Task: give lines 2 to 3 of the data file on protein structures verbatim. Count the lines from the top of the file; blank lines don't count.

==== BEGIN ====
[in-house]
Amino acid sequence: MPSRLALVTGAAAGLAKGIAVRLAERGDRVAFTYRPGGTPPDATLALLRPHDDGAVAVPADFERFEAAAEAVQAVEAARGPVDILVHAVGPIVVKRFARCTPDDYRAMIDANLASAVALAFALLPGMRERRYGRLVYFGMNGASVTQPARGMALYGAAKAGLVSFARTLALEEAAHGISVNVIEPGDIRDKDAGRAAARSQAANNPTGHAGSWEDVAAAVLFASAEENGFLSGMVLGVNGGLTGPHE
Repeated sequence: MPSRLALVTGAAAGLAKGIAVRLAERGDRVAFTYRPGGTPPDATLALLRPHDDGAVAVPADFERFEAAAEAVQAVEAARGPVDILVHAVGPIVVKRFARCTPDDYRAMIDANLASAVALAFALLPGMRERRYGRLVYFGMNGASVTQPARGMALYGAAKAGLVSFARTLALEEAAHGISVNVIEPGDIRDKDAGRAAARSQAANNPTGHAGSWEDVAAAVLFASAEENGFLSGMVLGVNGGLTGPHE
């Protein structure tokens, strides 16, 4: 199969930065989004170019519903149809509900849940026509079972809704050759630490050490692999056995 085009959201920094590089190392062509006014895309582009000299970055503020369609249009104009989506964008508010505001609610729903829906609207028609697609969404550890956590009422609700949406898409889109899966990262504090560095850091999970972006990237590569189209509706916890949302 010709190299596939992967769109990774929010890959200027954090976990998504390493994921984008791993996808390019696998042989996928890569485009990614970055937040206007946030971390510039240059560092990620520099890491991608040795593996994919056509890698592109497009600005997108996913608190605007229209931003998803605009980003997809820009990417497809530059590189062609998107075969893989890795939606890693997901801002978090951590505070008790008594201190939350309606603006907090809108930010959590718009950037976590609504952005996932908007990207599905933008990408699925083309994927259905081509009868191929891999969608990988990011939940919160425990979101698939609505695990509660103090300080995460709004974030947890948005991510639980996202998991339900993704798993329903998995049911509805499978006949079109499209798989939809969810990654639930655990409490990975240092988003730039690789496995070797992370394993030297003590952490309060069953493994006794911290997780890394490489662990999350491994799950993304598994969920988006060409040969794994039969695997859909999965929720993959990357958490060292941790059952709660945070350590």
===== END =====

Amino acid sequence: MPSRLALVTGAAAGLAKGIAVRLAERGDRVAFTYRPGGTPPDATLALLRPHDDGAVAVPADFERFEAAAEAVQAVEAARGPVDILVHAVGPIVVKRFARCTPDDYRAMIDANLASAVALAFALLPGMRERRYGRLVYFGMNGASVTQPARGMALYGAAKAGLVSFARTLALEEAAHGISVNVIEPGDIRDKDAGRAAARSQAANNPTGHAGSWEDVAAAVLFASAEENGFLSGMVLGVNGGLTGPHE
Repeated sequence: MPSRLALVTGAAAGLAKGIAVRLAERGDRVAFTYRPGGTPPDATLALLRPHDDGAVAVPADFERFEAAAEAVQAVEAARGPVDILVHAVGPIVVKRFARCTPDDYRAMIDANLASAVALAFALLPGMRERRYGRLVYFGMNGASVTQPARGMALYGAAKAGLVSFARTLALEEAAHGISVNVIEPGDIRDKDAGRAAARSQAANNPTGHAGSWEDVAAAVLFASAEENGFLSGMVLGVNGGLTGPHE